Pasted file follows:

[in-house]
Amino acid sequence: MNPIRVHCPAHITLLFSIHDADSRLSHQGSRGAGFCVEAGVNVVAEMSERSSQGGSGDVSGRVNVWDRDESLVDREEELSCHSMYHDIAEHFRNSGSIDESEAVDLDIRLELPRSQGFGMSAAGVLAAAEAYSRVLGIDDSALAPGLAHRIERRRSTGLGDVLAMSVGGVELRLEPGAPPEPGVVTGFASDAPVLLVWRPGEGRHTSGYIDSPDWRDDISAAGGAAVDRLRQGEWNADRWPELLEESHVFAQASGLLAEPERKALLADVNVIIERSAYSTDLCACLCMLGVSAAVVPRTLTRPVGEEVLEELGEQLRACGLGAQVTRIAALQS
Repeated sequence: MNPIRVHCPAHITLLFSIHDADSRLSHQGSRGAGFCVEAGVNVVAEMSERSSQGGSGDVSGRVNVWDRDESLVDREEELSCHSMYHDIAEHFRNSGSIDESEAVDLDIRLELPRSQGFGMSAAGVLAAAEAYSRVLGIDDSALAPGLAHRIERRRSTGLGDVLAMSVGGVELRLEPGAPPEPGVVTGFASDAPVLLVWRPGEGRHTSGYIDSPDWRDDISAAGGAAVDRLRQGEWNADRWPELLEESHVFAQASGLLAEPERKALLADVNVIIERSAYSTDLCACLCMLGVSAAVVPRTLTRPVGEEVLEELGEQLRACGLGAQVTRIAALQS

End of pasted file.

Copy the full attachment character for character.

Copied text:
[in-house]
Amino acid sequence: MNPIRVHCPAHITLLFSIHDADSRLSHQGSRGAGFCVEAGVNVVAEMSERSSQGGSGDVSGRVNVWDRDESLVDREEELSCHSMYHDIAEHFRNSGSIDESEAVDLDIRLELPRSQGFGMSAAGVLAAAEAYSRVLGIDDSALAPGLAHRIERRRSTGLGDVLAMSVGGVELRLEPGAPPEPGVVTGFASDAPVLLVWRPGEGRHTSGYIDSPDWRDDISAAGGAAVDRLRQGEWNADRWPELLEESHVFAQASGLLAEPERKALLADVNVIIERSAYSTDLCACLCMLGVSAAVVPRTLTRPVGEEVLEELGEQLRACGLGAQVTRIAALQS
Repeated sequence: MNPIRVHCPAHITLLFSIHDADSRLSHQGSRGAGFCVEAGVNVVAEMSERSSQGGSGDVSGRVNVWDRDESLVDREEELSCHSMYHDIAEHFRNSGSIDESEAVDLDIRLELPRSQGFGMSAAGVLAAAEAYSRVLGIDDSALAPGLAHRIERRRSTGLGDVLAMSVGGVELRLEPGAPPEPGVVTGFASDAPVLLVWRPGEGRHTSGYIDSPDWRDDISAAGGAAVDRLRQGEWNADRWPELLEESHVFAQASGLLAEPERKALLADVNVIIERSAYSTDLCACLCMLGVSAAVVPRTLTRPVGEEVLEELGEQLRACGLGAQVTRIAALQS